Engage with the world is the seventh principle of contemplative computing.1 Engage with the World complements very nicely the fifth principle of contemplative computing, Extend Your Abilities. They both involve transactive memory. Whereas Extend You Abilities focused on using the memory resident in technology to enhance your cognitive growth, Engage with the World, focuses on engaging with you fellow humans to enhance your cognitive growth. Remember that transactive memory includes both memories resident in technology (both electronic and conventional such as books and journals), and in your fellow human beings. Engaging with the world implies both that we will receive knowledge from our fellow humans, but that we shall also contribute knowledge to the store of human knowledge. Do not underestimate yourself. You have knowledge to contribute. If not, acquire additional knowledge so that you can add your own unique contributions. These contributions might be additions/corrections you make to Wikipedia, or contributions you make through your own blog. It might even be information you pass on to individual humans. Remember that social interaction is a key component of a healthy memory.

When engaging, please keep the following in mind.” Engaging with the social world isn’t just interacting, it’s about putting people rather than technology at the center of your attention. For some, this involves applying Christian or Buddhist precepts to their virtual interactions and using media in ways that let them be spiritual presences, not just social ones, and see the spark of divinity in everyone”.2

The first six principles of contemplative computing have been discussed in the immediately preceding healthymemory blog posts. The next blog post will discuss the final principle of contemplative computing.

1(2013) Pang, Alex Soojung-Kim. The Distraction Addiction.

2Ibid p. 225.

© Douglas Griffith and healthymemory.wordpress.com, 2013. Unauthorized use and/or duplication of this material without express and written permission from this blog’s author and/or owner is strictly prohibited. Excerpts and links may be used, provided that full and clear credit is given to Douglas Griffith and healthymemory.wordpress.com with appropriate and specific direction to the original content.

An Early 4th of July Post

June 30, 2013

In the United States the 4th of July is a holiday celebrating its Declaration of Independence. This holiday is certainly warranted, and I am quite pleased with what this declaration started. Unfortunately, the holiday is spoiled for me by those who use it to declare that the United States is the greatest country in the world. First of all, there are facts that would put this claim in dispute. For example, although the United States has, by far, the most expensive medical costs in the world, its health statistics are mediocre or worse. The way the system works is that Americans either receive inadequate medical care, or too much in medical care in the way of over-medication and unnecessary surgery. For a free country, the United States has the highest incarceration rate according to the Wikipedia (716 per 100,000 population). It is possible that this claim is unwarranted as there are no statistics for North Korea.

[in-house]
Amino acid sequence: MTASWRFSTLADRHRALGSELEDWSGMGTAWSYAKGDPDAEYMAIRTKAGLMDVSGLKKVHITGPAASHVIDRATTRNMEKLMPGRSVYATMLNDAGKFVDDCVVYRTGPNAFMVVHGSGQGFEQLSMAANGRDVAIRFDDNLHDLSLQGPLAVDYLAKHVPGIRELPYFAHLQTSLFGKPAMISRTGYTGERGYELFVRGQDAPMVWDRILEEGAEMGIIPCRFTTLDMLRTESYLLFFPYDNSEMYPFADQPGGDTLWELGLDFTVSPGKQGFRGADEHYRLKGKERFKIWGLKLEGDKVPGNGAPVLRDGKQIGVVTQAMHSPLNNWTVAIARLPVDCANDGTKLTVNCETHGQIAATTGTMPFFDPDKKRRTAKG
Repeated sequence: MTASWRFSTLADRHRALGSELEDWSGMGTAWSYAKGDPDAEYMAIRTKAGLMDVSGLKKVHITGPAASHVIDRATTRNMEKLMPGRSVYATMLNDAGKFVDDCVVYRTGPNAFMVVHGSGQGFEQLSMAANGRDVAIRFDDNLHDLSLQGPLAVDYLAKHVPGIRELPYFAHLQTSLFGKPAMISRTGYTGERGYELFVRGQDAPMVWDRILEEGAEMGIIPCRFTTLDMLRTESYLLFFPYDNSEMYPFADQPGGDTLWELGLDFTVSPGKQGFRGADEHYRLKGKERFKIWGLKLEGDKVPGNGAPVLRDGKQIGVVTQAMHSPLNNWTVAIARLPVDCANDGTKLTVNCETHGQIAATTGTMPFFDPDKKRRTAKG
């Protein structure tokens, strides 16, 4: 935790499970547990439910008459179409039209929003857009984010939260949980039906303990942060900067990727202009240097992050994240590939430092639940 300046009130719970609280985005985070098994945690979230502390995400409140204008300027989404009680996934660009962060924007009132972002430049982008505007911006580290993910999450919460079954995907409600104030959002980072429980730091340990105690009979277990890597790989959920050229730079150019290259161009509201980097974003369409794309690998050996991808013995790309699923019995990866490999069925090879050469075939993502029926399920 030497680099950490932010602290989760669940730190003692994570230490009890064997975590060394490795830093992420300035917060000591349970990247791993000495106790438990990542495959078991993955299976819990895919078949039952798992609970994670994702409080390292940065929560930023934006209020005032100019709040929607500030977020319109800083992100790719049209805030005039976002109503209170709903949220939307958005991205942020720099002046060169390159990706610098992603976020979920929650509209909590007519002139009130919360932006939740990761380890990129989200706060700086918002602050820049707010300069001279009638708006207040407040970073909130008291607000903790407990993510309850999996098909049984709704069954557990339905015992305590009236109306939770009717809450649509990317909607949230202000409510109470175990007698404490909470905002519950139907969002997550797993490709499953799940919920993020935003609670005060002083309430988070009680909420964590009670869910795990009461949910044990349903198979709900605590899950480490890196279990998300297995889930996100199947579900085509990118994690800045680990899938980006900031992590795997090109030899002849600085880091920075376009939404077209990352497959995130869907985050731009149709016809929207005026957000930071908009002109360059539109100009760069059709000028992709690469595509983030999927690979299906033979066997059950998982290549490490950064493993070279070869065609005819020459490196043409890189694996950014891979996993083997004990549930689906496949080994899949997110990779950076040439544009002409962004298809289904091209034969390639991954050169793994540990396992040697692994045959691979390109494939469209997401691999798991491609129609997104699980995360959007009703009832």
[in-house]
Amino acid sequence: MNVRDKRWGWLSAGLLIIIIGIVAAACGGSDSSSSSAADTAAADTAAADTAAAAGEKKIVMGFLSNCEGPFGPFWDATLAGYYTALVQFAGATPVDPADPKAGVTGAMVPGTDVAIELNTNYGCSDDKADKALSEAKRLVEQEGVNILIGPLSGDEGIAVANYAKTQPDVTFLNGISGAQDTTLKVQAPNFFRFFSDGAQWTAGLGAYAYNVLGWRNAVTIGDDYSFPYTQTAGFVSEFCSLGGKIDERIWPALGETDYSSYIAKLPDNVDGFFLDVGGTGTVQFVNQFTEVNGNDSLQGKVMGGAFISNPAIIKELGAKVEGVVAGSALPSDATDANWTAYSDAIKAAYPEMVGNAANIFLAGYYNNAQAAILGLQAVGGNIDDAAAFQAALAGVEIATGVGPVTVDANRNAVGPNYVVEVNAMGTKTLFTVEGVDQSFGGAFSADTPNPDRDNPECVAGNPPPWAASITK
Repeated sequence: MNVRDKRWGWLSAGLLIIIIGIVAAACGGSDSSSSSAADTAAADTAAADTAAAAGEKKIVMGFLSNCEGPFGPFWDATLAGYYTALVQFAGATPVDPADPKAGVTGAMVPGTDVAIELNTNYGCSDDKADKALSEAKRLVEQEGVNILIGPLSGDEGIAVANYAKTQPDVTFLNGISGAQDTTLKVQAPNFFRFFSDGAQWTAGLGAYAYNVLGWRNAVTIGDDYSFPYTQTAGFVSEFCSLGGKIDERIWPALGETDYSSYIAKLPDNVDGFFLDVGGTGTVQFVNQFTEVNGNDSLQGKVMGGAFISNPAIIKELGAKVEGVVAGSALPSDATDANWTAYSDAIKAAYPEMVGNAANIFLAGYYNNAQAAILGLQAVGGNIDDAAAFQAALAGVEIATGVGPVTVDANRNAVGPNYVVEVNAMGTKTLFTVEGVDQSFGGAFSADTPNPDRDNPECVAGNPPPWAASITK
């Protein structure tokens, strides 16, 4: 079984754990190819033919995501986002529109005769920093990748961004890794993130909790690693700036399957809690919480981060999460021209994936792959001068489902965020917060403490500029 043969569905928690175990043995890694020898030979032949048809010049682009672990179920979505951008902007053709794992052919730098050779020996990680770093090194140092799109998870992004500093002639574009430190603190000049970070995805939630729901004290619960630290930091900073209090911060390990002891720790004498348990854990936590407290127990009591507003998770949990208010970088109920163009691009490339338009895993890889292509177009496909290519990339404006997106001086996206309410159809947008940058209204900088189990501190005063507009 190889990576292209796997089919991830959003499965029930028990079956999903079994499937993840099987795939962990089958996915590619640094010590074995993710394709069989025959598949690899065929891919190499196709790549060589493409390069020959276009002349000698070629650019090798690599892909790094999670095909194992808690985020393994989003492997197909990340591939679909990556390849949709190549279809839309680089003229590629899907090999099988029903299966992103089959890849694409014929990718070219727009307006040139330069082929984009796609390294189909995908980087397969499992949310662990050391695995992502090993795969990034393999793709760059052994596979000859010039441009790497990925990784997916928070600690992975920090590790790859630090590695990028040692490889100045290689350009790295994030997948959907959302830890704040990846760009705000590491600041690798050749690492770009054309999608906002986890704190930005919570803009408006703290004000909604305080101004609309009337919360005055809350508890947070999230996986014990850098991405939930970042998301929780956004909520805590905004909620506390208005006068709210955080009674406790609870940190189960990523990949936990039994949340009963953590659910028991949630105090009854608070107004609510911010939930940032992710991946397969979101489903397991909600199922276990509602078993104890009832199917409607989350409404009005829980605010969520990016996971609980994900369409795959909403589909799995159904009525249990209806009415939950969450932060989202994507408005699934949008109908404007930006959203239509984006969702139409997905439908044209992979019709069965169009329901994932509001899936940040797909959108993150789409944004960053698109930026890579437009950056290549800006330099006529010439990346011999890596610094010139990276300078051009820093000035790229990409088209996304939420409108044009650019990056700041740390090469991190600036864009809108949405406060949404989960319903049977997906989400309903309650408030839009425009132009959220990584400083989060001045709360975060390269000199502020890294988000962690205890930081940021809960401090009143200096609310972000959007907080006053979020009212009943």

However, even if the United States were the best country in the world, we Americans should not be overcome with hubris and think of ourselves as living in the best country in the world. Remember, or revisit, the healthymemory blog post “Self-Affirmation Rather than Self-Esteem.” In the 1980s there was a big push in psychology regarding the benefits of self-esteem. Unfortunately, programs boosting self-esteem were found wanting. It has been found that it is self-affirmation rather than self-esteem that is beneficial. Here is the distinction. Self-affirmation means that you have confidence that you can accomplish what needs to be done, that you can improve yourself. You are not afraid of failure, and should you fail you know you can succeed as long as you persist in your efforts. However, if you have high self-esteem, you will likely not perceive the need to improve yourself. Moreover, should you fail, that damages your self-esteem

What pertains to individuals also pertains to countries. Countries that think they are the best or great, are likely not to see the need to improve. Consequently, they will neither improve, nor address their problems. Rather, they are likely to embrace outdated ideologies. However, countries who see a need to improve, even should they already be the best, will pursue efforts to change and grow. In today’s dynamic world, the need to change and grow is more imperative than ever.

When people say they are proud to be an American, I wonder if they remember that pride is one of the seven deadly sins. “Pride goes before destruction, a haughty spirit before a fall” Proverbs 16:18.